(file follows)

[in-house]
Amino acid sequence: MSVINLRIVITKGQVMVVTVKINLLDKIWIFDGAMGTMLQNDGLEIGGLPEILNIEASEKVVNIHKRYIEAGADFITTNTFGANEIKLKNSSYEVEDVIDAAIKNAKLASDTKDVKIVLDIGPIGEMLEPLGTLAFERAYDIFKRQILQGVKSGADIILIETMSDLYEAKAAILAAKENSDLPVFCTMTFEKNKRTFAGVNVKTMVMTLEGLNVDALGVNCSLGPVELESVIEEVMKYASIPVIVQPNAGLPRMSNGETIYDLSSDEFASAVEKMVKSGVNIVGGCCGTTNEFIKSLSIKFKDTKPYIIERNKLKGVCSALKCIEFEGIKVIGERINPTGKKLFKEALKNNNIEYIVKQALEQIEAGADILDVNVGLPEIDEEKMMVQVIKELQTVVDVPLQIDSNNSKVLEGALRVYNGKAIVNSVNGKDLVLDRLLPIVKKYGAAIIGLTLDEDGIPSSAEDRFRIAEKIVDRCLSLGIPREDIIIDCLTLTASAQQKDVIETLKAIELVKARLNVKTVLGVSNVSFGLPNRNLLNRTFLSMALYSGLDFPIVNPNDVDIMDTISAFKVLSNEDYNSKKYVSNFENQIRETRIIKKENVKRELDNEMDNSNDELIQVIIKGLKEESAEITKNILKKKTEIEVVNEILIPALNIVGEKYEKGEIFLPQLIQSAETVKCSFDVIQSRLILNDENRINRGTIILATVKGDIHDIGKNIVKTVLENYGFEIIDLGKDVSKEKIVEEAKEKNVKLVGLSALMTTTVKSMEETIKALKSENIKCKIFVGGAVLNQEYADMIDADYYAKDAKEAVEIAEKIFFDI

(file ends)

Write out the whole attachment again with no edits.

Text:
[in-house]
Amino acid sequence: MSVINLRIVITKGQVMVVTVKINLLDKIWIFDGAMGTMLQNDGLEIGGLPEILNIEASEKVVNIHKRYIEAGADFITTNTFGANEIKLKNSSYEVEDVIDAAIKNAKLASDTKDVKIVLDIGPIGEMLEPLGTLAFERAYDIFKRQILQGVKSGADIILIETMSDLYEAKAAILAAKENSDLPVFCTMTFEKNKRTFAGVNVKTMVMTLEGLNVDALGVNCSLGPVELESVIEEVMKYASIPVIVQPNAGLPRMSNGETIYDLSSDEFASAVEKMVKSGVNIVGGCCGTTNEFIKSLSIKFKDTKPYIIERNKLKGVCSALKCIEFEGIKVIGERINPTGKKLFKEALKNNNIEYIVKQALEQIEAGADILDVNVGLPEIDEEKMMVQVIKELQTVVDVPLQIDSNNSKVLEGALRVYNGKAIVNSVNGKDLVLDRLLPIVKKYGAAIIGLTLDEDGIPSSAEDRFRIAEKIVDRCLSLGIPREDIIIDCLTLTASAQQKDVIETLKAIELVKARLNVKTVLGVSNVSFGLPNRNLLNRTFLSMALYSGLDFPIVNPNDVDIMDTISAFKVLSNEDYNSKKYVSNFENQIRETRIIKKENVKRELDNEMDNSNDELIQVIIKGLKEESAEITKNILKKKTEIEVVNEILIPALNIVGEKYEKGEIFLPQLIQSAETVKCSFDVIQSRLILNDENRINRGTIILATVKGDIHDIGKNIVKTVLENYGFEIIDLGKDVSKEKIVEEAKEKNVKLVGLSALMTTTVKSMEETIKALKSENIKCKIFVGGAVLNQEYADMIDADYYAKDAKEAVEIAEKIFFDI